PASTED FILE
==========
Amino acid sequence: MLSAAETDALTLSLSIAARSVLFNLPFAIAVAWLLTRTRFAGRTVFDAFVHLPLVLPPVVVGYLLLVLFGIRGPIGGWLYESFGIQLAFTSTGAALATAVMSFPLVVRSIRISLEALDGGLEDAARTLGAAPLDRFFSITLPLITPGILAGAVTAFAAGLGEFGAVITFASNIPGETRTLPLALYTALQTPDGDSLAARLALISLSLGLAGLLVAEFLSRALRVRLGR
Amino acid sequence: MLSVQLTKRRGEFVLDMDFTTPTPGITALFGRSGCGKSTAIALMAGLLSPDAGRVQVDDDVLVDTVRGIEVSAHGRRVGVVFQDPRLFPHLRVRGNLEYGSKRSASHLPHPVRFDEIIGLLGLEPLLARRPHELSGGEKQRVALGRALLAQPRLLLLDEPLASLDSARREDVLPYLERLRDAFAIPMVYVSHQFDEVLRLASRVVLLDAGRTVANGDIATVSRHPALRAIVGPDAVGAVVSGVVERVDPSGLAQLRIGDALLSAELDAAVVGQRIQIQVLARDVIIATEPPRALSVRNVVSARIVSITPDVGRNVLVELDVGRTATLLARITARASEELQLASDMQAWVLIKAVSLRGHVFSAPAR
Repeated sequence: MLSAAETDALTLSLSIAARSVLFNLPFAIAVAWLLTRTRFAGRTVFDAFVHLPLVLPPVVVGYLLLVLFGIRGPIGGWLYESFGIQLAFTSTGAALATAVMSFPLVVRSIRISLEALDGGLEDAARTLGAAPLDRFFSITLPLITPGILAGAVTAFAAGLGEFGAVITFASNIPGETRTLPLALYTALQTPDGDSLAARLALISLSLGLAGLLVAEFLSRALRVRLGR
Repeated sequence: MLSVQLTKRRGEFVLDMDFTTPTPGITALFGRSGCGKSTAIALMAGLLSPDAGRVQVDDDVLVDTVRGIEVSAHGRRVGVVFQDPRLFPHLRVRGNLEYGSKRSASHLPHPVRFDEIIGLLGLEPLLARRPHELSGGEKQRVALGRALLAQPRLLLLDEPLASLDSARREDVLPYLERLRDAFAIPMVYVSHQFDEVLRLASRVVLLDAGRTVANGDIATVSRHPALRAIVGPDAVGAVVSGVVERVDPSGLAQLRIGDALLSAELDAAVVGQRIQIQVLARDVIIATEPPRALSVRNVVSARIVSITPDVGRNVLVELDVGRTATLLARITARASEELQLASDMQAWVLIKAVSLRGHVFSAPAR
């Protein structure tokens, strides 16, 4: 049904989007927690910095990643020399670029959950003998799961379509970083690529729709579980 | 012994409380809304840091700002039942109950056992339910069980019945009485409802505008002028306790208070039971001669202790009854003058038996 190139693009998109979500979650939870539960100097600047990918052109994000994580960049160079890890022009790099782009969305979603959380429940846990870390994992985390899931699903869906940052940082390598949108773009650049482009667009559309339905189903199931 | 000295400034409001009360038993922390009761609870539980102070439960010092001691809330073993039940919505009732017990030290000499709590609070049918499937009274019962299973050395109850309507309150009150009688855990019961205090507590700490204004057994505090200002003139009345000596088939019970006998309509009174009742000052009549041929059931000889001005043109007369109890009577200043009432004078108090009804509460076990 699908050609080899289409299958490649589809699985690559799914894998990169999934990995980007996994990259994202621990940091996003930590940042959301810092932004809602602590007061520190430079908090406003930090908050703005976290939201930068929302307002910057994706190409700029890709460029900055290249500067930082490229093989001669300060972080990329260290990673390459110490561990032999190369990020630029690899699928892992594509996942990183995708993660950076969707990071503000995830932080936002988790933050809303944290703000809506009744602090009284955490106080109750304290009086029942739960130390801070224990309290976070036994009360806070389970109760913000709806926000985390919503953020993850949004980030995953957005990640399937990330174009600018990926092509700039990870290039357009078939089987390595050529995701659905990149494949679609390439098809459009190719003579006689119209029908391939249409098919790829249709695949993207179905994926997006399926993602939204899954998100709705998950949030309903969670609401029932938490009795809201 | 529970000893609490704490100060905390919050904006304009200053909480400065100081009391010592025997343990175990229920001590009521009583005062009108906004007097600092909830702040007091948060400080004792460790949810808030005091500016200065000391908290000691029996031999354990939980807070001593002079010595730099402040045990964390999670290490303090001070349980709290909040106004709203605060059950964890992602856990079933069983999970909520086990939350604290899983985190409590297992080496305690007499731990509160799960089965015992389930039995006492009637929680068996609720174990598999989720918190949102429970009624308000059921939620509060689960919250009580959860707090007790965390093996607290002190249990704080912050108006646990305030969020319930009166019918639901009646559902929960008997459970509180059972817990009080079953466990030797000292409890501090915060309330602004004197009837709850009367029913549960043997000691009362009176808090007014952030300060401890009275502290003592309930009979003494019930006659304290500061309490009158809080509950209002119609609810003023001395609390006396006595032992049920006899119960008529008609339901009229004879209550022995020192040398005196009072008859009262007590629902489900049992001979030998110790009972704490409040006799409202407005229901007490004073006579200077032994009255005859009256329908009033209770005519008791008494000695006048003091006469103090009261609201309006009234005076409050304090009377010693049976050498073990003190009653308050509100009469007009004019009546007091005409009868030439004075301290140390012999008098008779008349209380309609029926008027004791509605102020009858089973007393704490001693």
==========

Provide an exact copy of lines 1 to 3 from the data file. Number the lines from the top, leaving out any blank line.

Amino acid sequence: MLSAAETDALTLSLSIAARSVLFNLPFAIAVAWLLTRTRFAGRTVFDAFVHLPLVLPPVVVGYLLLVLFGIRGPIGGWLYESFGIQLAFTSTGAALATAVMSFPLVVRSIRISLEALDGGLEDAARTLGAAPLDRFFSITLPLITPGILAGAVTAFAAGLGEFGAVITFASNIPGETRTLPLALYTALQTPDGDSLAARLALISLSLGLAGLLVAEFLSRALRVRLGR
Amino acid sequence: MLSVQLTKRRGEFVLDMDFTTPTPGITALFGRSGCGKSTAIALMAGLLSPDAGRVQVDDDVLVDTVRGIEVSAHGRRVGVVFQDPRLFPHLRVRGNLEYGSKRSASHLPHPVRFDEIIGLLGLEPLLARRPHELSGGEKQRVALGRALLAQPRLLLLDEPLASLDSARREDVLPYLERLRDAFAIPMVYVSHQFDEVLRLASRVVLLDAGRTVANGDIATVSRHPALRAIVGPDAVGAVVSGVVERVDPSGLAQLRIGDALLSAELDAAVVGQRIQIQVLARDVIIATEPPRALSVRNVVSARIVSITPDVGRNVLVELDVGRTATLLARITARASEELQLASDMQAWVLIKAVSLRGHVFSAPAR
Repeated sequence: MLSAAETDALTLSLSIAARSVLFNLPFAIAVAWLLTRTRFAGRTVFDAFVHLPLVLPPVVVGYLLLVLFGIRGPIGGWLYESFGIQLAFTSTGAALATAVMSFPLVVRSIRISLEALDGGLEDAARTLGAAPLDRFFSITLPLITPGILAGAVTAFAAGLGEFGAVITFASNIPGETRTLPLALYTALQTPDGDSLAARLALISLSLGLAGLLVAEFLSRALRVRLGR